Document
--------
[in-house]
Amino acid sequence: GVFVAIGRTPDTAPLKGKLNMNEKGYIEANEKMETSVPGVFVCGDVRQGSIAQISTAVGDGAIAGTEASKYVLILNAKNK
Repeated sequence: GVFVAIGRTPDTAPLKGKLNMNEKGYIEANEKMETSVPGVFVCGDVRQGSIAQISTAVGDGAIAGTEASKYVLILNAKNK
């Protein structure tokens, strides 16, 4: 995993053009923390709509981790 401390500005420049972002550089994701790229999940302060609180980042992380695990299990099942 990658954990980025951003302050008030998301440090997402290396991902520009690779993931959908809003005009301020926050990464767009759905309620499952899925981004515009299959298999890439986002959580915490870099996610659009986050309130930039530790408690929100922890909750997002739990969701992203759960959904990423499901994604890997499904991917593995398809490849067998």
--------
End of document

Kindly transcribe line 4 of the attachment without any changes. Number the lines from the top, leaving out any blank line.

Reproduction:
């Protein structure tokens, strides 16, 4: 995993053009923390709509981790 401390500005420049972002550089994701790229999940302060609180980042992380695990299990099942 990658954990980025951003302050008030998301440090997402290396991902520009690779993931959908809003005009301020926050990464767009759905309620499952899925981004515009299959298999890439986002959580915490870099996610659009986050309130930039530790408690929100922890909750997002739990969701992203759960959904990423499901994604890997499904991917593995398809490849067998």